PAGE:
A loving home goes a long way toward the health and well-being of cats and dogs. But often that is not quite enough. Below is our list of your pet’s top health care needs. This great post by Off Leash K9 Phoenix will also help you find out if it’s time to start training your dog.

The Physical Exam

This is the most important part of an annual wellness program. Pets can’t tell us when they don’t feel well. That’s where a good veterinarian can help by altering the course of a disease if caught early enough.

Heartworm Lifecycle
During a physical exam, we will conduct a thorough head-to-toe examination of the pet — starting at the head working our way to the tail. During the exam, we check your pet’s mouth for broken teeth or gingivitis, the eyes for cataracts or glaucoma, the ears for infection or parasites, and the neck for the pet’s lymph nodes and thyroid gland.

Next, we will listen to your pet’s chest for a heart murmur or irregular beat — which are signs of heart disease. We also listen to the lungs; feel the abdomen for irregularities in the abdominal organs; and check the hips and elbows for swollen or painful joints and the hind end for hernias, abnormal growths, or anal gland problems.

Finally, we watch the animal move around the room for signs of pain or neurological issues.


We will recommend vaccines based on specific factors, such as whether a cat stays indoors, if a dog goes swimming, the local climate, and the diseases present in your area. Optional vaccines include feline leukemia (recommended for outdoor cats) and canine bordetella or kennel cough (recommended for dogs who visit a groomer or get boarded). Both dogs and cats need what are called core vaccines including rabies.

Core vaccines are those recommended for every pet regardless of lifestyle or geographic location. Vaccines are important as they prevent potentially fatal diseases.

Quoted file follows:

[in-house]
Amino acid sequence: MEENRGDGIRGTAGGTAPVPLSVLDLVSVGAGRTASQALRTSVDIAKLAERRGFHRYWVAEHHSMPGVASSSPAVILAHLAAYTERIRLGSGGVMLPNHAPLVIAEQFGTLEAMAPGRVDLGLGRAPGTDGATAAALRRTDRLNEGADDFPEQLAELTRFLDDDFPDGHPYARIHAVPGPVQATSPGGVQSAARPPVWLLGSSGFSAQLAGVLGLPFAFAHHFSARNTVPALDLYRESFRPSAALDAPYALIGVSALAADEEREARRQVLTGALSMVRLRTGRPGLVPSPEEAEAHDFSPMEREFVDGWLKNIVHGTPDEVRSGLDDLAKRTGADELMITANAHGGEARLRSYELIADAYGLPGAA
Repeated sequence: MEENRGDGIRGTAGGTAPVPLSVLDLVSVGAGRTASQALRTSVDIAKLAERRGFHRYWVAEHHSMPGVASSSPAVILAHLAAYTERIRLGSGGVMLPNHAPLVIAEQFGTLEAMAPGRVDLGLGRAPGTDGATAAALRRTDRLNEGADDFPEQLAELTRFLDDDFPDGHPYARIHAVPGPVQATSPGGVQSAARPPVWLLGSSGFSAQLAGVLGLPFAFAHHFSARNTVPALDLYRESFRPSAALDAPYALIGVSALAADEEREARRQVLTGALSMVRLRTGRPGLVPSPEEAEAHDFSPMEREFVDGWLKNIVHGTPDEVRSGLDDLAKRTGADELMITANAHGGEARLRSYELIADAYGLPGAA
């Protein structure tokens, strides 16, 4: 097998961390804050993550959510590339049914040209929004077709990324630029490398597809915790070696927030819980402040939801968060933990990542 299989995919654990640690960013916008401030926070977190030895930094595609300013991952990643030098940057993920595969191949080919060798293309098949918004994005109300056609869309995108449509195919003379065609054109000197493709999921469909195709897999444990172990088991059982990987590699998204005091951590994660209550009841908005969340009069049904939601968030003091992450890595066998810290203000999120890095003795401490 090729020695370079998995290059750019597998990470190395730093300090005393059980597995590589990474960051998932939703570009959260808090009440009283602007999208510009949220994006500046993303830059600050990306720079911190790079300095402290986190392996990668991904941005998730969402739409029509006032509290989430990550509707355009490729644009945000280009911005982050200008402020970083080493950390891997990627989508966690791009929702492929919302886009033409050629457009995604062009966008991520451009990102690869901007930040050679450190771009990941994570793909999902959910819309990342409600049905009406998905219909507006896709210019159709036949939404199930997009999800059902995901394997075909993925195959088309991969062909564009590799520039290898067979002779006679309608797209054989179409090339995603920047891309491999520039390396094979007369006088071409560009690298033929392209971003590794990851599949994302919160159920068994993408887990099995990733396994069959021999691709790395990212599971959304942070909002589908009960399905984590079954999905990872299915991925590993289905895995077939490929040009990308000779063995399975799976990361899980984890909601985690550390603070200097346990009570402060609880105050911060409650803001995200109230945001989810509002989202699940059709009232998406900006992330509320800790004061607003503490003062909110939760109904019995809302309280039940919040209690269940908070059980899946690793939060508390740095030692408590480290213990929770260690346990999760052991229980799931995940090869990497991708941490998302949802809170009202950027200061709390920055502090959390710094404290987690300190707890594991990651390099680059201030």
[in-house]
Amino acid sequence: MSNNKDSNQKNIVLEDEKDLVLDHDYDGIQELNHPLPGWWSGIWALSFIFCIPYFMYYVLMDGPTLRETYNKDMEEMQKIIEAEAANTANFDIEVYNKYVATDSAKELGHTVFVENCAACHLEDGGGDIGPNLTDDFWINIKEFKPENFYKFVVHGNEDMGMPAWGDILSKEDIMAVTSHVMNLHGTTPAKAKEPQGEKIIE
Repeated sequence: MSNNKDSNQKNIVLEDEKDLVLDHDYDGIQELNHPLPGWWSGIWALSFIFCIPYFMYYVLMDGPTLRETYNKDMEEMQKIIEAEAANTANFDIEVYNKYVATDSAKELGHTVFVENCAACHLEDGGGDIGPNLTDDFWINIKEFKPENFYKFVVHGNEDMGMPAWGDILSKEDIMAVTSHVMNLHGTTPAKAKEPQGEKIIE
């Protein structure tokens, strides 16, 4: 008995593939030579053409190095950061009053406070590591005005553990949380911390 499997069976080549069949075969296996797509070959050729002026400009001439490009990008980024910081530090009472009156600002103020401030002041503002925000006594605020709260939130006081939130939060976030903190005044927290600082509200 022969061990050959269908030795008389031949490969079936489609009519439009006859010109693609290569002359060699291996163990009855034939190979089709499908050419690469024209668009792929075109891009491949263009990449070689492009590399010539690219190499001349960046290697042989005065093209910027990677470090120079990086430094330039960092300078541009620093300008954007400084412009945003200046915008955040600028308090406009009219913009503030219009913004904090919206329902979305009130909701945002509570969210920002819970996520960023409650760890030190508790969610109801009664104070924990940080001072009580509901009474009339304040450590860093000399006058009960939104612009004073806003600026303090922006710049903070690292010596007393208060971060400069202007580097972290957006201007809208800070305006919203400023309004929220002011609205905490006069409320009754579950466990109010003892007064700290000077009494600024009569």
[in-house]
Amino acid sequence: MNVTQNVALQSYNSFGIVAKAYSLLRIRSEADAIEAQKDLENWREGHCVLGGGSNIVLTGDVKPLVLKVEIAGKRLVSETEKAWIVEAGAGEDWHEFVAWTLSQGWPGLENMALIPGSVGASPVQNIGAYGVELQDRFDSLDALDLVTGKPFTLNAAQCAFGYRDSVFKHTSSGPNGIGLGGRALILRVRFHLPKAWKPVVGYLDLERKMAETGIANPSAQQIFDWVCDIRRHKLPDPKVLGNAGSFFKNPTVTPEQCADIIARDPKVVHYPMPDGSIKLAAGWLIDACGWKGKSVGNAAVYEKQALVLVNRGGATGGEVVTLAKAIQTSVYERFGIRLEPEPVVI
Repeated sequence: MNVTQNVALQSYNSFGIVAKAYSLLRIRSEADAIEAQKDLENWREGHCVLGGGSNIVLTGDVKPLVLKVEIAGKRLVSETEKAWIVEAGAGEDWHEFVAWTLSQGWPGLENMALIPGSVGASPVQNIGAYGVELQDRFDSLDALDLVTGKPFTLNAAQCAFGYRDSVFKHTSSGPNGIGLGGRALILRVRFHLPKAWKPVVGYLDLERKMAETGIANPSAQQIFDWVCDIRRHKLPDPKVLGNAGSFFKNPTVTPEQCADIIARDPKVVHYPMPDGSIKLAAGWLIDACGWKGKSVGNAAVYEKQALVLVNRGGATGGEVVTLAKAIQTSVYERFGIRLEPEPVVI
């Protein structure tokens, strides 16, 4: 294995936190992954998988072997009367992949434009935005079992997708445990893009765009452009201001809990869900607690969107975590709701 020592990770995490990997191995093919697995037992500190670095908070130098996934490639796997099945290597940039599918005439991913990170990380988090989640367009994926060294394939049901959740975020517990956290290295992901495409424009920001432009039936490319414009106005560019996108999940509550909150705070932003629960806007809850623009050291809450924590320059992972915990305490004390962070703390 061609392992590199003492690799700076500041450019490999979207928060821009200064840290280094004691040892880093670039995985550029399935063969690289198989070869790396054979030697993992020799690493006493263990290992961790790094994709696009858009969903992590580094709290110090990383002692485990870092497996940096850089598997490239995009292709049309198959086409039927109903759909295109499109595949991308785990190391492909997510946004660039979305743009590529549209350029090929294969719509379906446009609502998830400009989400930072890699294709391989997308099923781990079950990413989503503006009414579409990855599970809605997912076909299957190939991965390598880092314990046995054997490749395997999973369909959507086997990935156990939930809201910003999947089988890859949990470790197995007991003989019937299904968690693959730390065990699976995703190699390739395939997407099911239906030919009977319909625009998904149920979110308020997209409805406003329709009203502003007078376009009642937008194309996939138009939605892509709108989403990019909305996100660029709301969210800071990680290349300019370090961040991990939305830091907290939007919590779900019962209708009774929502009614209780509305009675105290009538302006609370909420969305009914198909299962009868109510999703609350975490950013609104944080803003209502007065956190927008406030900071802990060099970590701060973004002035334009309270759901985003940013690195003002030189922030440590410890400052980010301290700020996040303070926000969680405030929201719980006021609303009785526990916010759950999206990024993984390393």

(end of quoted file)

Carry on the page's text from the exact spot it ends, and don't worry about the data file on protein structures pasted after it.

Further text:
Dental Exam
It is important that dental exams be conducted yearly. The frequency of professional dental cleaning should be determined with your veterinarian based on the dental exam. Good dental health is important because excessive bacteria of the mouth can stress other organs of the body — and dental disease can be painful for your pet.

Parasite Testing
Fleas and heartworm can affect pets and parasites, such as roundworm and ringworm, can affect people as well. We recommend a fecal sample to check for parasites in the intestine. Preventive medicine is recommended to protect against parasites.

Lab Work

Based on a pet’s breed and age, we might recommend additional targeted diagnostic testing. Blood work, for example, will check for items that can’t be detected on a physical exam such as signs of diabetes, an underlying infection, or poor kidney health. Detecting and treating disease at its earliest stage is best for the pet and less costly to the pet owner in the long run. Of course, owners always have the ultimate say in a pet’s care. But a collaborative approach is often best for your pet’s health and longevity.

Contact Us
We are eager to help keep your pet healthy every year — and throughout the year. If you have any questions or would like to schedule an appointment, please call us at (408) 374-5850.

Kirkwood Animal Hospital

Best wishes from the entire staff at Kirkwood Animal Hospital.